According to a Reuters report on Nov. 5, the licenses introduced by Hong Kong’s Securities and Futures Commission (SFC) in October 2018 have apparently led to few approvals, with reporters succeeding to independently identify just one licensee.
Crypto funds said to lack experience and support
While confirming the numbers remains difficult in light of the SFC’s policy of discretion — it declined Reuters’ request for comment and does not publicly announce license approvals — industry experts have indicated that the barriers for market participants remain high.
Hong Kong-based Diginex, operator of a cryptocurrency “fund of funds” is reported to have won approval for a license back in June, with CEO Richard Byworth stating the firm believes it “vital to be regulated to build trust with our clients but also in the industry.”
Gaven Cheong — a partner law firm Simmons & Simmons, which advised Diginex on its SFC application, told Reuters:
“Last year there was a lot of excitement but since then we haven’t seen much activity. Not many new managers in this area have the background, experience or support to mount such an undertaking, and this has meant that many applications never even get started.”
Unnamed sources told Reuters the stringent nature of the licensing and broader regulatory framework had pushed some Hong Kong crypto funds offshore.
Regulator not obstructive, industry sources consider
Yet others have a different perspective, believing it is not the regulation per se but rather the time needed for funds to develop the required systems for custody, audit and cybersecurity. Rocky Mui, a partner at Hong Kong law firm Clifford Chance, stated:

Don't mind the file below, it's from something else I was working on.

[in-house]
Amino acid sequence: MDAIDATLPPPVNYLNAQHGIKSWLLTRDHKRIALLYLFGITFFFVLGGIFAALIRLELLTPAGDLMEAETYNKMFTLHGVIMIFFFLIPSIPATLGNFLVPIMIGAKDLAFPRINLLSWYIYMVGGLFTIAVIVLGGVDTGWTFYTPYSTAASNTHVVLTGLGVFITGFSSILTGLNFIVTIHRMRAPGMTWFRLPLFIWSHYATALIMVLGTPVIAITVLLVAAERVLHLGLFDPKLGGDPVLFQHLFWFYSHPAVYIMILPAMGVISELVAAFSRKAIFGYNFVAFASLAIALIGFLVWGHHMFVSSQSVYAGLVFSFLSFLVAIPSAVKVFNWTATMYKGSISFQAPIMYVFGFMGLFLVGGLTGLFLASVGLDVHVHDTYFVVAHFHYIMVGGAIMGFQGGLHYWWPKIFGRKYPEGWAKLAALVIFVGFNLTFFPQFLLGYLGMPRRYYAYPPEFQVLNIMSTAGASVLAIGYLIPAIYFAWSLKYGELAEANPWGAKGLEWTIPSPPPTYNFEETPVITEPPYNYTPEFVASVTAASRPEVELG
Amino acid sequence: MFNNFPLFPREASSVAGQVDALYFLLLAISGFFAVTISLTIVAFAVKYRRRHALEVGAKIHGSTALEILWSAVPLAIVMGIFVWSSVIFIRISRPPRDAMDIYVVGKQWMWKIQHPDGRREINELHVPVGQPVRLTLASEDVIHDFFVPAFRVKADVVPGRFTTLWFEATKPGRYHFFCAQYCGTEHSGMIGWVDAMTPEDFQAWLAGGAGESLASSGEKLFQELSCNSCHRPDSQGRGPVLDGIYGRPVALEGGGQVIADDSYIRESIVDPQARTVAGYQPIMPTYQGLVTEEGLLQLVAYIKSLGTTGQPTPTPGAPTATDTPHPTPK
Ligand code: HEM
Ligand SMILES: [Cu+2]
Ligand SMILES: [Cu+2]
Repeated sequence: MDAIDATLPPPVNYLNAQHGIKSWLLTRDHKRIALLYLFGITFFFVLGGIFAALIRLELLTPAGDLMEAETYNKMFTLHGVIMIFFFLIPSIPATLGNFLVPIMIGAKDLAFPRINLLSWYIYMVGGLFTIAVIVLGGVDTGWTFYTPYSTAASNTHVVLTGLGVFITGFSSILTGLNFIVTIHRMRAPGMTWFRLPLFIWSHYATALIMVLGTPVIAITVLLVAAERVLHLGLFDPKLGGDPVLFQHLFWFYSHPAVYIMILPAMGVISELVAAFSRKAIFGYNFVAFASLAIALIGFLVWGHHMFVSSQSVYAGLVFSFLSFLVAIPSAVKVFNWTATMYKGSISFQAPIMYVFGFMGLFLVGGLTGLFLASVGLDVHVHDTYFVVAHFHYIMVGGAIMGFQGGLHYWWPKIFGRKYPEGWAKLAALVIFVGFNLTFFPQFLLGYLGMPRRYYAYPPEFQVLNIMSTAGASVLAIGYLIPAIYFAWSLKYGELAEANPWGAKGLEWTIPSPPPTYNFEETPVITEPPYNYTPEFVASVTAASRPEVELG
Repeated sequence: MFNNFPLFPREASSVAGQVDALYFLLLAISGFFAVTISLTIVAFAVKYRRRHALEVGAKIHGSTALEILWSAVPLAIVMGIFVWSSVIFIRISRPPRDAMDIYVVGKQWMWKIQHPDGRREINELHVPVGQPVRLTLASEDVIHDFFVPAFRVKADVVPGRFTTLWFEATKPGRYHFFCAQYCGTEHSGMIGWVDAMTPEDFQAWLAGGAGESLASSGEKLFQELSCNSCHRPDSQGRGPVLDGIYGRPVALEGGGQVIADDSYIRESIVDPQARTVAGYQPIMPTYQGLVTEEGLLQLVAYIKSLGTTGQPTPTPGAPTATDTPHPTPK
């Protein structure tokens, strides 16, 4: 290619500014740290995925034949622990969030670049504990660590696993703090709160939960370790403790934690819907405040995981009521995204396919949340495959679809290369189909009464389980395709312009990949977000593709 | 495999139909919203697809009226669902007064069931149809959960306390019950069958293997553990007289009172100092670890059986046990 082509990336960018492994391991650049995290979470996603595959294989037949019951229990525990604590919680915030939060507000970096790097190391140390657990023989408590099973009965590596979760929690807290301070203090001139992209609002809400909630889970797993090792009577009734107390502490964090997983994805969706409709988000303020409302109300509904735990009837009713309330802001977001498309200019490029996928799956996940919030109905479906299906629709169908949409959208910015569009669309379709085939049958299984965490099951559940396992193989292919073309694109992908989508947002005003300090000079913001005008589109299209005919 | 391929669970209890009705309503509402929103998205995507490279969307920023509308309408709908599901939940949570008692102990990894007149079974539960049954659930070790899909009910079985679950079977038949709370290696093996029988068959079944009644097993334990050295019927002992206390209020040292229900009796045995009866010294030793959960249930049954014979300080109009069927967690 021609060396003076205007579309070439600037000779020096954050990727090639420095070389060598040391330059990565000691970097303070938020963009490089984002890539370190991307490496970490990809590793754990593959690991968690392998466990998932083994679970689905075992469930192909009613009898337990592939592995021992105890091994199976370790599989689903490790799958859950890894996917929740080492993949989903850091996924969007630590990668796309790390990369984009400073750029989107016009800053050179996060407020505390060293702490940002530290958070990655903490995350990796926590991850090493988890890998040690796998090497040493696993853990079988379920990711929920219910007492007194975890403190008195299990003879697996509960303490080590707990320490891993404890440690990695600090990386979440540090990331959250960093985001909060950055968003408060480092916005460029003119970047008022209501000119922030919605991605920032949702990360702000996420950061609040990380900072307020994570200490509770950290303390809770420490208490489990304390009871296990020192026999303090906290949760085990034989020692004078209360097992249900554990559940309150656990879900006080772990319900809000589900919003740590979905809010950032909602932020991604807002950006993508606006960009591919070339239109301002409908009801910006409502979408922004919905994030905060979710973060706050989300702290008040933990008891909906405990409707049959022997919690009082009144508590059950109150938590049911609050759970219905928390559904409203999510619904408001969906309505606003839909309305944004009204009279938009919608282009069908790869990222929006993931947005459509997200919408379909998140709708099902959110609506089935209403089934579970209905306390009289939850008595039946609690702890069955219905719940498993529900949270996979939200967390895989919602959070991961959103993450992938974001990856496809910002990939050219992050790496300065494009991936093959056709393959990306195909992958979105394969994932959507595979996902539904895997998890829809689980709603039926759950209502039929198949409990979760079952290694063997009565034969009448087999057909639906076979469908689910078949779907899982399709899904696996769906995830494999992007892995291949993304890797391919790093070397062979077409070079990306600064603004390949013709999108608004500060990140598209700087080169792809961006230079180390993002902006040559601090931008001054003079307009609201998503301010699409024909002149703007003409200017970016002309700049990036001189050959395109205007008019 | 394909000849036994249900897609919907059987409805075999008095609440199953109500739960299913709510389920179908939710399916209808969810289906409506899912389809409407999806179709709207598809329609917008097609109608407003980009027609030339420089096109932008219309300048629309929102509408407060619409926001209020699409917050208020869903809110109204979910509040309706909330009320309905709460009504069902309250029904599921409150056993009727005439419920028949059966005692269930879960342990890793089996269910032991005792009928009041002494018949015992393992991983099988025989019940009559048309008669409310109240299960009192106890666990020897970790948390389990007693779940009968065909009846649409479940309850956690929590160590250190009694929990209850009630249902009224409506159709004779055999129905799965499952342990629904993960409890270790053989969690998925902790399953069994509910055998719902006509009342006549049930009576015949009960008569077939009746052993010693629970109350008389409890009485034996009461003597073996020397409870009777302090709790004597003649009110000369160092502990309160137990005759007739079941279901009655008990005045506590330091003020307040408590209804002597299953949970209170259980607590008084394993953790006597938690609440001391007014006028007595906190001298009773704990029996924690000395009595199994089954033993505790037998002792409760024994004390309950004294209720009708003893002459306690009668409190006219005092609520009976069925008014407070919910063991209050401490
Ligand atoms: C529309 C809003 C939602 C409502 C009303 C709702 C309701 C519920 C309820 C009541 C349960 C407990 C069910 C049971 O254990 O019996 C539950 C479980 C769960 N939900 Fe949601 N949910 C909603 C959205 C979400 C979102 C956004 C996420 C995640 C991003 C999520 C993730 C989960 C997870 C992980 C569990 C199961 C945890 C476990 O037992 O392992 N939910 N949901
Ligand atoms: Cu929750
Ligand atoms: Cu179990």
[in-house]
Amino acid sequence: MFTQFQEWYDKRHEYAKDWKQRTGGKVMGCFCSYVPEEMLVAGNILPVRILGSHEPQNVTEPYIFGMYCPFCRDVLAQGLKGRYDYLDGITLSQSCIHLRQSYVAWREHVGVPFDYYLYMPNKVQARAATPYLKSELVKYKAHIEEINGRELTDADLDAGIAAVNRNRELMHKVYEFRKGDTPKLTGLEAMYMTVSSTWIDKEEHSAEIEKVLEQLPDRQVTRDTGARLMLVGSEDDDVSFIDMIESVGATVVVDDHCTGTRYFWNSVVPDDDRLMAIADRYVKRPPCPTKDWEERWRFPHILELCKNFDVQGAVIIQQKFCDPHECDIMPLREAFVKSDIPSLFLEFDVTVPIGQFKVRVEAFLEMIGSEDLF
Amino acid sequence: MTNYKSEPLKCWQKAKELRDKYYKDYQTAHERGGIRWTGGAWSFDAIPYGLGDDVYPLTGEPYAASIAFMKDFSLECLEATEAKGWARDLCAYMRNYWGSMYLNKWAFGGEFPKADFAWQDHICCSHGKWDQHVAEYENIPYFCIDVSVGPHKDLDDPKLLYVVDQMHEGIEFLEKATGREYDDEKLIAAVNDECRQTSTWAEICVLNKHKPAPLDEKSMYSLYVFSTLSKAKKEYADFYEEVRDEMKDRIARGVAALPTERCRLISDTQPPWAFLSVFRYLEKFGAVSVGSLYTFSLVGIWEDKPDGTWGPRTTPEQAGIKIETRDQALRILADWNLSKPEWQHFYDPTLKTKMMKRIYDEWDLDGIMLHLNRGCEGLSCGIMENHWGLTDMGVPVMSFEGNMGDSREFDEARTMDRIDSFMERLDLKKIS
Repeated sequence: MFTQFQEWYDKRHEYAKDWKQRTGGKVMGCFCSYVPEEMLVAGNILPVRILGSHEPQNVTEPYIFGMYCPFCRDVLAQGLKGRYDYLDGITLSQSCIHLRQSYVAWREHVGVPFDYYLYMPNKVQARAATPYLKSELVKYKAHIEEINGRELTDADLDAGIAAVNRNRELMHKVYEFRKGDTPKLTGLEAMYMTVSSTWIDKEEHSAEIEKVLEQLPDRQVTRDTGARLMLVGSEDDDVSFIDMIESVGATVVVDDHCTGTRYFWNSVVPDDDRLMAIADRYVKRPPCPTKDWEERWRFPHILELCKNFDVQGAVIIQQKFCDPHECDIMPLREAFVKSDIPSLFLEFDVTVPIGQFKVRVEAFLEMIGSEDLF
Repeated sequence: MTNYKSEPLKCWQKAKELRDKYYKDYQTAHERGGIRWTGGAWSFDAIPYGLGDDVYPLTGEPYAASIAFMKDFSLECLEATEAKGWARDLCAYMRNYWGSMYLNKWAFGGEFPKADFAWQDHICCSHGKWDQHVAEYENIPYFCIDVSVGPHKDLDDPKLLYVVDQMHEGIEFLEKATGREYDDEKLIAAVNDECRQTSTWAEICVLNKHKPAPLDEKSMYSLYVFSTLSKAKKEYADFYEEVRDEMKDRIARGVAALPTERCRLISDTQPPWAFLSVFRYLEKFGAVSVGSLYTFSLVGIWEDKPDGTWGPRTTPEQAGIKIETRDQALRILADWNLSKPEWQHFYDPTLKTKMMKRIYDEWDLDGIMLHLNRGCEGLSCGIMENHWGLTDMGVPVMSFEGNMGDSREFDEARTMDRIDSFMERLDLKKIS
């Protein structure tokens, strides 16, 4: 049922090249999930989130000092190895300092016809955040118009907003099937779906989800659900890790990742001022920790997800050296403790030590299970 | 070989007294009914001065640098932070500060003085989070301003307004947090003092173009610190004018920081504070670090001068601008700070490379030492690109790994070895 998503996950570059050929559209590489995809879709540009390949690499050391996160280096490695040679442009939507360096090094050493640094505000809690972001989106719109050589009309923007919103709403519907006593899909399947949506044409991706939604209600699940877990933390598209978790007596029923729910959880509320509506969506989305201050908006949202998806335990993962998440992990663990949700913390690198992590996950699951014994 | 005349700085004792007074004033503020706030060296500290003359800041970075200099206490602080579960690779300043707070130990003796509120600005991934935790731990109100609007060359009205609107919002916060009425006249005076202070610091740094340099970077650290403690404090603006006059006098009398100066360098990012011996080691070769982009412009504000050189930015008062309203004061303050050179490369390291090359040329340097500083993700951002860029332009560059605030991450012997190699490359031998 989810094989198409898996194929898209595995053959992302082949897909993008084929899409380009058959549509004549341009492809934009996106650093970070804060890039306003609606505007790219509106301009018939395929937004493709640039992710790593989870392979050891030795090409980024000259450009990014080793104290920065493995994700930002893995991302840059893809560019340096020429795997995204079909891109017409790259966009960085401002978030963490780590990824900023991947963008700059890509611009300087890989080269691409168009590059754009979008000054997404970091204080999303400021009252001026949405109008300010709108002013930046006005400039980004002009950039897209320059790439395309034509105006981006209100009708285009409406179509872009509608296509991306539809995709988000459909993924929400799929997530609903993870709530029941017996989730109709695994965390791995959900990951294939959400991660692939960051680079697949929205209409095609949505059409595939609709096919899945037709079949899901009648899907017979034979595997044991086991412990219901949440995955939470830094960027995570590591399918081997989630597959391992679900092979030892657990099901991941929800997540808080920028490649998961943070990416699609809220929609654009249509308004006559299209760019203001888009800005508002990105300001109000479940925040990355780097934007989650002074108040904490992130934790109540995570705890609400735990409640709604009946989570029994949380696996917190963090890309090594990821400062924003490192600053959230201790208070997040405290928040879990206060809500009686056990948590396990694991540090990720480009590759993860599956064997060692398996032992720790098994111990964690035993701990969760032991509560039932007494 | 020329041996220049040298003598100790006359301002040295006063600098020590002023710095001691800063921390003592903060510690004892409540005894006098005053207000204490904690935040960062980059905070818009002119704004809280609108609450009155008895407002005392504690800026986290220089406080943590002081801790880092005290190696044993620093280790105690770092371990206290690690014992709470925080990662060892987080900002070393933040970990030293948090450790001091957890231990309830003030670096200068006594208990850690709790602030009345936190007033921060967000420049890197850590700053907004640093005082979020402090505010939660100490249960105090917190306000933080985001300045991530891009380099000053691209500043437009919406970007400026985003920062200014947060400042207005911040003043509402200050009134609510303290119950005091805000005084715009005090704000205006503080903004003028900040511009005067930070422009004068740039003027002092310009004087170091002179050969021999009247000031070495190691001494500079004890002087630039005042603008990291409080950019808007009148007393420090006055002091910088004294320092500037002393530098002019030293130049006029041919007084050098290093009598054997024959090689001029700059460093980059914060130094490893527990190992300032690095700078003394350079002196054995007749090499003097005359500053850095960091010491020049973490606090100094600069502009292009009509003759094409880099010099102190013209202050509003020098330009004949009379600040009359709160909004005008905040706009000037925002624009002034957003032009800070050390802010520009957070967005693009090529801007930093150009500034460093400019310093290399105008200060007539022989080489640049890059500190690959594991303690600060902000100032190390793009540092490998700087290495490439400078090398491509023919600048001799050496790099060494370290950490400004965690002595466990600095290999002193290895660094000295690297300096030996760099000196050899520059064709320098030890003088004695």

“My take is it is more an operational and infrastructure issue, than the regulator being obstructive.”
As usual, high volatility and particularly last year’s “crypto winter” are cited as factors that spook applicants, with blockchain investment firm Kinetic Capital partner Jehan Chu arguing that:
“Poor returns in 2018 scared large institutions away from allocating to crypto funds, causing those who survived to shelve their licensing plans. As institutional investors step into the market, crypto funds will dust off their licensing applications and take a fully regulated approach.”
As reported, the SFC launched its fund licensing scheme together with guidance on regulatory standards back in October 2018, yet did not formalize a statutory framework at the time.
A formalized document was published this October, which includes a requirement for fund managers to maintain liquid capital of a minimum of 3 million HK dollars ($383,000) — and its variable required liquid capital — as well as to appoint a functionally independent custodian.